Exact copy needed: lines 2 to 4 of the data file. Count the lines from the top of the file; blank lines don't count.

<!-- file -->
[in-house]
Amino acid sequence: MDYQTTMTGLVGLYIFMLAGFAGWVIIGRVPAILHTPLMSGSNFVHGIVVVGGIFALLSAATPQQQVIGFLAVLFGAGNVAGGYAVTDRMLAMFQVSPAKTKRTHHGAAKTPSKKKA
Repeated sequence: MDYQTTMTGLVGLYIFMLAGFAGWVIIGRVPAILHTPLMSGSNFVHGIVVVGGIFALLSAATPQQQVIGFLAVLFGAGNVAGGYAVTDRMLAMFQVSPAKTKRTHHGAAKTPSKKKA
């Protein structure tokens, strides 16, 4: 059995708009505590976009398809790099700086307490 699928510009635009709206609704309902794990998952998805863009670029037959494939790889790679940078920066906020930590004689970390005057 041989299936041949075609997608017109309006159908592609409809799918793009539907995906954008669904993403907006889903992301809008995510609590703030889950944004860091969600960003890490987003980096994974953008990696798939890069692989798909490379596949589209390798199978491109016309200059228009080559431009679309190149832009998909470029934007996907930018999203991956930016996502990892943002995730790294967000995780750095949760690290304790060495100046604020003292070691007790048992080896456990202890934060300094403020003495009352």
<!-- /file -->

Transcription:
Amino acid sequence: MDYQTTMTGLVGLYIFMLAGFAGWVIIGRVPAILHTPLMSGSNFVHGIVVVGGIFALLSAATPQQQVIGFLAVLFGAGNVAGGYAVTDRMLAMFQVSPAKTKRTHHGAAKTPSKKKA
Repeated sequence: MDYQTTMTGLVGLYIFMLAGFAGWVIIGRVPAILHTPLMSGSNFVHGIVVVGGIFALLSAATPQQQVIGFLAVLFGAGNVAGGYAVTDRMLAMFQVSPAKTKRTHHGAAKTPSKKKA
């Protein structure tokens, strides 16, 4: 059995708009505590976009398809790099700086307490 699928510009635009709206609704309902794990998952998805863009670029037959494939790889790679940078920066906020930590004689970390005057 041989299936041949075609997608017109309006159908592609409809799918793009539907995906954008669904993403907006889903992301809008995510609590703030889950944004860091969600960003890490987003980096994974953008990696798939890069692989798909490379596949589209390798199978491109016309200059228009080559431009679309190149832009998909470029934007996907930018999203991956930016996502990892943002995730790294967000995780750095949760690290304790060495100046604020003292070691007790048992080896456990202890934060300094403020003495009352």